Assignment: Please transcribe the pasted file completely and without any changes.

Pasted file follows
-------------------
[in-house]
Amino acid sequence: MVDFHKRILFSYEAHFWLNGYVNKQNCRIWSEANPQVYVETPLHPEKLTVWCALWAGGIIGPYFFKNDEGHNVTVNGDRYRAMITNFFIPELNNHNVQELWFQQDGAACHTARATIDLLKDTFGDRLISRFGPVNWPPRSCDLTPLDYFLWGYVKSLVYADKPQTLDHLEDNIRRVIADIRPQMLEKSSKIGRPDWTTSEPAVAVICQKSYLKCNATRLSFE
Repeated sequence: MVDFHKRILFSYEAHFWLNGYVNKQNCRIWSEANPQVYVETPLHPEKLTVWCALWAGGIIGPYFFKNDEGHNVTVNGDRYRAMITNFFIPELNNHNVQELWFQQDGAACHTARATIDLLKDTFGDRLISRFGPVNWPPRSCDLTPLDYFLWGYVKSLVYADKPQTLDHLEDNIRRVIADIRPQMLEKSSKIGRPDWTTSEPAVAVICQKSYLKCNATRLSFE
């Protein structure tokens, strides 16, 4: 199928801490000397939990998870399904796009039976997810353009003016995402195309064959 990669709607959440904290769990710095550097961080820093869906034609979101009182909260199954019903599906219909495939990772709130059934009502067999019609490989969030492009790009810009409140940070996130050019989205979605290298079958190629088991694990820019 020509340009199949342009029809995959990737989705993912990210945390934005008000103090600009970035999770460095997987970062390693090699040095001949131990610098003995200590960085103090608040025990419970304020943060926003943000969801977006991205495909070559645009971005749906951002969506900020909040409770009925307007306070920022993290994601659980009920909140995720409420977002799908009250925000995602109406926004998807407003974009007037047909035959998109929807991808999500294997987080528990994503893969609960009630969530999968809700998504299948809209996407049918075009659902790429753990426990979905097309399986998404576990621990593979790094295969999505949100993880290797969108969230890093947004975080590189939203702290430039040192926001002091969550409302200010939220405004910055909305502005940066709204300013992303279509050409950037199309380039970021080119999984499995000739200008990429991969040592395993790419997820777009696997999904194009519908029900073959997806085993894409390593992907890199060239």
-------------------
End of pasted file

[in-house]
Amino acid sequence: MVDFHKRILFSYEAHFWLNGYVNKQNCRIWSEANPQVYVETPLHPEKLTVWCALWAGGIIGPYFFKNDEGHNVTVNGDRYRAMITNFFIPELNNHNVQELWFQQDGAACHTARATIDLLKDTFGDRLISRFGPVNWPPRSCDLTPLDYFLWGYVKSLVYADKPQTLDHLEDNIRRVIADIRPQMLEKSSKIGRPDWTTSEPAVAVICQKSYLKCNATRLSFE
Repeated sequence: MVDFHKRILFSYEAHFWLNGYVNKQNCRIWSEANPQVYVETPLHPEKLTVWCALWAGGIIGPYFFKNDEGHNVTVNGDRYRAMITNFFIPELNNHNVQELWFQQDGAACHTARATIDLLKDTFGDRLISRFGPVNWPPRSCDLTPLDYFLWGYVKSLVYADKPQTLDHLEDNIRRVIADIRPQMLEKSSKIGRPDWTTSEPAVAVICQKSYLKCNATRLSFE
């Protein structure tokens, strides 16, 4: 199928801490000397939990998870399904796009039976997810353009003016995402195309064959 990669709607959440904290769990710095550097961080820093869906034609979101009182909260199954019903599906219909495939990772709130059934009502067999019609490989969030492009790009810009409140940070996130050019989205979605290298079958190629088991694990820019 020509340009199949342009029809995959990737989705993912990210945390934005008000103090600009970035999770460095997987970062390693090699040095001949131990610098003995200590960085103090608040025990419970304020943060926003943000969801977006991205495909070559645009971005749906951002969506900020909040409770009925307007306070920022993290994601659980009920909140995720409420977002799908009250925000995602109406926004998807407003974009007037047909035959998109929807991808999500294997987080528990994503893969609960009630969530999968809700998504299948809209996407049918075009659902790429753990426990979905097309399986998404576990621990593979790094295969999505949100993880290797969108969230890093947004975080590189939203702290430039040192926001002091969550409302200010939220405004910055909305502005940066709204300013992303279509050409950037199309380039970021080119999984499995000739200008990429991969040592395993790419997820777009696997999904194009519908029900073959997806085993894409390593992907890199060239």